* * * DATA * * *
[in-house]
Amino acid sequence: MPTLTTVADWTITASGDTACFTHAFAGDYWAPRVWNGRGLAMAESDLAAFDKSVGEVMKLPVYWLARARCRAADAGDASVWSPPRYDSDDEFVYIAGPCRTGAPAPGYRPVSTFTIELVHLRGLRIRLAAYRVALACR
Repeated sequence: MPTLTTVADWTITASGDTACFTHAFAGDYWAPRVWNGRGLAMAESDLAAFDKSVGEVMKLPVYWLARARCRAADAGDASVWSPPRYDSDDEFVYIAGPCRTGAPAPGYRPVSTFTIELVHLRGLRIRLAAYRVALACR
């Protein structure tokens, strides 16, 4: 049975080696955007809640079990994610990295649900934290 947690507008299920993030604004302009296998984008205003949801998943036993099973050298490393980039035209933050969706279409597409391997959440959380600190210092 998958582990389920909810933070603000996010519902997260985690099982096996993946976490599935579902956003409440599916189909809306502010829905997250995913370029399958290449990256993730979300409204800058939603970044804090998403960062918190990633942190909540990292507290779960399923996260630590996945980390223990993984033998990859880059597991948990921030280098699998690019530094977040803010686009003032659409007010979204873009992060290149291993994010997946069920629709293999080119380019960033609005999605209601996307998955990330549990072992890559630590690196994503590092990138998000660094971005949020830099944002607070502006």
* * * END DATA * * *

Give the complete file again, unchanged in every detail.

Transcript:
[in-house]
Amino acid sequence: MPTLTTVADWTITASGDTACFTHAFAGDYWAPRVWNGRGLAMAESDLAAFDKSVGEVMKLPVYWLARARCRAADAGDASVWSPPRYDSDDEFVYIAGPCRTGAPAPGYRPVSTFTIELVHLRGLRIRLAAYRVALACR
Repeated sequence: MPTLTTVADWTITASGDTACFTHAFAGDYWAPRVWNGRGLAMAESDLAAFDKSVGEVMKLPVYWLARARCRAADAGDASVWSPPRYDSDDEFVYIAGPCRTGAPAPGYRPVSTFTIELVHLRGLRIRLAAYRVALACR
């Protein structure tokens, strides 16, 4: 049975080696955007809640079990994610990295649900934290 947690507008299920993030604004302009296998984008205003949801998943036993099973050298490393980039035209933050969706279409597409391997959440959380600190210092 998958582990389920909810933070603000996010519902997260985690099982096996993946976490599935579902956003409440599916189909809306502010829905997250995913370029399958290449990256993730979300409204800058939603970044804090998403960062918190990633942190909540990292507290779960399923996260630590996945980390223990993984033998990859880059597991948990921030280098699998690019530094977040803010686009003032659409007010979204873009992060290149291993994010997946069920629709293999080119380019960033609005999605209601996307998955990330549990072992890559630590690196994503590092990138998000660094971005949020830099944002607070502006």